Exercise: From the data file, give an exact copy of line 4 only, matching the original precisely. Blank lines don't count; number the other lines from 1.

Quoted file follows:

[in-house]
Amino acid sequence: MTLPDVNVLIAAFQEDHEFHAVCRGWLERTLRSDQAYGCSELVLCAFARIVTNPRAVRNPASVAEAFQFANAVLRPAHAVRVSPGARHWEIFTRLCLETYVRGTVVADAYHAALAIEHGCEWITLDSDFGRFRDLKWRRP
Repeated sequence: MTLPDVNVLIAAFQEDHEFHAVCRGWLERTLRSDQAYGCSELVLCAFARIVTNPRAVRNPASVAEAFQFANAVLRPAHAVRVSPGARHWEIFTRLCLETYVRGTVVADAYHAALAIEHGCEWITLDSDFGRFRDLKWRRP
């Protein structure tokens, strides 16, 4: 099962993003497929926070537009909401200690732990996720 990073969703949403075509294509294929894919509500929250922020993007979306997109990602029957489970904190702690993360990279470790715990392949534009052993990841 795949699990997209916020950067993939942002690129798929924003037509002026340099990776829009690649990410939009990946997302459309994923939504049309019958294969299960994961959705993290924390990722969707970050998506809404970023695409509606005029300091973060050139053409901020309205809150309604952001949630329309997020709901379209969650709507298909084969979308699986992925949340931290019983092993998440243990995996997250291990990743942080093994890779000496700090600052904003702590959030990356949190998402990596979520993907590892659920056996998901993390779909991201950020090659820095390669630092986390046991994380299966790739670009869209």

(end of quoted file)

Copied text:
């Protein structure tokens, strides 16, 4: 099962993003497929926070537009909401200690732990996720 990073969703949403075509294509294929894919509500929250922020993007979306997109990602029957489970904190702690993360990279470790715990392949534009052993990841 795949699990997209916020950067993939942002690129798929924003037509002026340099990776829009690649990410939009990946997302459309994923939504049309019958294969299960994961959705993290924390990722969707970050998506809404970023695409509606005029300091973060050139053409901020309205809150309604952001949630329309997020709901379209969650709507298909084969979308699986992925949340931290019983092993998440243990995996997250291990990743942080093994890779000496700090600052904003702590959030990356949190998402990596979520993907590892659920056996998901993390779909991201950020090659820095390669630092986390046991994380299966790739670009869209």